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Valuable residuals
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Valuable residuals

Published 2014-12-15

Ovako's steel production generates residual products such as slag, mill scale, refractories and iron sulphate. Thanks to good planning and business thinking, much of this can toady be sold at a profit. Annual production of 450,000 tonnes of steel at Ovako in Hofors alone provides 90,000 tonnes of residual products, not including scrap.

"Residual products are resources we must utilise, not least for the environment," says Kjell Pålsson, residual product manager at Ovako in Hofors.

Ovako began targeted efforts in 2000 to reduce the amount of material taken to landfill. By late 2008, most of the residual products had found their use.


Mill scale instead of iron ore
Ovako currently produces a number of products in addition to steel:

• Mill scale from rolling mills/tube mills/ring mills consists of iron oxide. This product can replace iron ore as a raw material in, for example, the production of crude iron, ferrosilicon, ferrochromium or cement. There is currently great demand from customers producing ferrosilicon, and from manufacturers of heavy concrete. This latter is used, for example, in counterweights for cranes and hoists.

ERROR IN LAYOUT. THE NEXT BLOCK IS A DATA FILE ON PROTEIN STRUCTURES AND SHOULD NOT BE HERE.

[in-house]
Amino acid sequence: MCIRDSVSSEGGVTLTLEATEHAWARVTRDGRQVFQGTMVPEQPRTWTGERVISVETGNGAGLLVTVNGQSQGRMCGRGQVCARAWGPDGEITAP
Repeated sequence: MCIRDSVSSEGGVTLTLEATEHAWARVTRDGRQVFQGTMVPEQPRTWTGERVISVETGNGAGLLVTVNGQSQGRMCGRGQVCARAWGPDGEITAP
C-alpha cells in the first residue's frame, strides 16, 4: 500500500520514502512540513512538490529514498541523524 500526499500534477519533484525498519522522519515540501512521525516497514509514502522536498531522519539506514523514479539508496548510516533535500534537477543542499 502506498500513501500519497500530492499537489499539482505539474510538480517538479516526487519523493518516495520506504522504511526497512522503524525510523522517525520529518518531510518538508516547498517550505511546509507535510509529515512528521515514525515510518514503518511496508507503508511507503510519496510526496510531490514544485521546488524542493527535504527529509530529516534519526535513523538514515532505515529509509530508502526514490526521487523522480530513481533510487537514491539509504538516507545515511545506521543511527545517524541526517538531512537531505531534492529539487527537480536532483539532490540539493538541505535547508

• External companies extract zinc from the filter dust from the Electric Arc Furnace in the steel mill.

• There are also refractories from the steel mill's casting system and from the linings of furnaces. These are recycled and used in the manufacture of new bricks or refractory masses.

• Another residual product, iron sulphate, can be used in cement production and in water purification.


Slag

The majority of residues consists of slag.

"By changing the slag forming recipe or adjusting the way the steel mill is run, we can control the slag mineral composition so that it becomes a construction material with excellent properties", says Kjell Pålsson.

"Some slag goes to asphalt production, but we are constantly working on developing new applications. It feels good to do something positive for the environment. We only have one earth, and we need to be careful with the available resources," says Kjell Pålsson.